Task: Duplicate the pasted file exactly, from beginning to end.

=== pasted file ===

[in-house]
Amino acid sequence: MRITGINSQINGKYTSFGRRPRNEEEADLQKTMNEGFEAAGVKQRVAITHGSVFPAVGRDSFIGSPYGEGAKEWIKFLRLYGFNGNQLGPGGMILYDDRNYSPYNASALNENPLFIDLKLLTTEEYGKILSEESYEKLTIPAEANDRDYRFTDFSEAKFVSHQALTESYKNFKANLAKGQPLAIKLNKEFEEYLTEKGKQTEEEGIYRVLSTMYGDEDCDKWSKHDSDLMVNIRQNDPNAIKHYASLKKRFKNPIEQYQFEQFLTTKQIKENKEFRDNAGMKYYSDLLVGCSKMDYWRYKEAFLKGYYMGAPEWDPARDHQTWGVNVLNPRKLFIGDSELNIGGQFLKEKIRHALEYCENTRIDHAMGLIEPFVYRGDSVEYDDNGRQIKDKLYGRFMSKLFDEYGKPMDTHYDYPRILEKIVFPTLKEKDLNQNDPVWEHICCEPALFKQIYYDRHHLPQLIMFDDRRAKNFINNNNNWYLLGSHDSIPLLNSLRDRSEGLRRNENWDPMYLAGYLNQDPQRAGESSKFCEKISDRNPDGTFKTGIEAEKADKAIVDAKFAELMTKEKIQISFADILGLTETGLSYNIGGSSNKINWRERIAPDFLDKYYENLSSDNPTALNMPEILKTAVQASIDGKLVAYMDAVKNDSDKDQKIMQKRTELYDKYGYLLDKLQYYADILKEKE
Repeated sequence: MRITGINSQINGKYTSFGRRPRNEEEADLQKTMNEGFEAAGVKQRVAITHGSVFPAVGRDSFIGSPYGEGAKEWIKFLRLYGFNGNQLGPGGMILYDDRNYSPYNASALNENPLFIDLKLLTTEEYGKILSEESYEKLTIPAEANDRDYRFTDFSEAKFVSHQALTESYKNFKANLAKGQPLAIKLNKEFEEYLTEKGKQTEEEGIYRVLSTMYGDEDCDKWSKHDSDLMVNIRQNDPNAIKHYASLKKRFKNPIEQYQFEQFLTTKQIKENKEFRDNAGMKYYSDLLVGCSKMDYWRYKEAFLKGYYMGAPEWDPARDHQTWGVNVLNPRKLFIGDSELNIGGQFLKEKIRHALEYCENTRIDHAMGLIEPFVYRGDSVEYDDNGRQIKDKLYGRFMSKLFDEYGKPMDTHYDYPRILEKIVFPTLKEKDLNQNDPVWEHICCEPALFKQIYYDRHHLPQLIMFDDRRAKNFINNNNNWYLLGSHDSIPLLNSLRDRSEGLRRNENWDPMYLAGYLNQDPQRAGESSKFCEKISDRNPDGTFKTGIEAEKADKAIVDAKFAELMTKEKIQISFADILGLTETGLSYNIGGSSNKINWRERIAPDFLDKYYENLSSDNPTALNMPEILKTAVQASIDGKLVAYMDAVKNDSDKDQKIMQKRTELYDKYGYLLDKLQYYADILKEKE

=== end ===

[in-house]
Amino acid sequence: MRITGINSQINGKYTSFGRRPRNEEEADLQKTMNEGFEAAGVKQRVAITHGSVFPAVGRDSFIGSPYGEGAKEWIKFLRLYGFNGNQLGPGGMILYDDRNYSPYNASALNENPLFIDLKLLTTEEYGKILSEESYEKLTIPAEANDRDYRFTDFSEAKFVSHQALTESYKNFKANLAKGQPLAIKLNKEFEEYLTEKGKQTEEEGIYRVLSTMYGDEDCDKWSKHDSDLMVNIRQNDPNAIKHYASLKKRFKNPIEQYQFEQFLTTKQIKENKEFRDNAGMKYYSDLLVGCSKMDYWRYKEAFLKGYYMGAPEWDPARDHQTWGVNVLNPRKLFIGDSELNIGGQFLKEKIRHALEYCENTRIDHAMGLIEPFVYRGDSVEYDDNGRQIKDKLYGRFMSKLFDEYGKPMDTHYDYPRILEKIVFPTLKEKDLNQNDPVWEHICCEPALFKQIYYDRHHLPQLIMFDDRRAKNFINNNNNWYLLGSHDSIPLLNSLRDRSEGLRRNENWDPMYLAGYLNQDPQRAGESSKFCEKISDRNPDGTFKTGIEAEKADKAIVDAKFAELMTKEKIQISFADILGLTETGLSYNIGGSSNKINWRERIAPDFLDKYYENLSSDNPTALNMPEILKTAVQASIDGKLVAYMDAVKNDSDKDQKIMQKRTELYDKYGYLLDKLQYYADILKEKE
Repeated sequence: MRITGINSQINGKYTSFGRRPRNEEEADLQKTMNEGFEAAGVKQRVAITHGSVFPAVGRDSFIGSPYGEGAKEWIKFLRLYGFNGNQLGPGGMILYDDRNYSPYNASALNENPLFIDLKLLTTEEYGKILSEESYEKLTIPAEANDRDYRFTDFSEAKFVSHQALTESYKNFKANLAKGQPLAIKLNKEFEEYLTEKGKQTEEEGIYRVLSTMYGDEDCDKWSKHDSDLMVNIRQNDPNAIKHYASLKKRFKNPIEQYQFEQFLTTKQIKENKEFRDNAGMKYYSDLLVGCSKMDYWRYKEAFLKGYYMGAPEWDPARDHQTWGVNVLNPRKLFIGDSELNIGGQFLKEKIRHALEYCENTRIDHAMGLIEPFVYRGDSVEYDDNGRQIKDKLYGRFMSKLFDEYGKPMDTHYDYPRILEKIVFPTLKEKDLNQNDPVWEHICCEPALFKQIYYDRHHLPQLIMFDDRRAKNFINNNNNWYLLGSHDSIPLLNSLRDRSEGLRRNENWDPMYLAGYLNQDPQRAGESSKFCEKISDRNPDGTFKTGIEAEKADKAIVDAKFAELMTKEKIQISFADILGLTETGLSYNIGGSSNKINWRERIAPDFLDKYYENLSSDNPTALNMPEILKTAVQASIDGKLVAYMDAVKNDSDKDQKIMQKRTELYDKYGYLLDKLQYYADILKEKE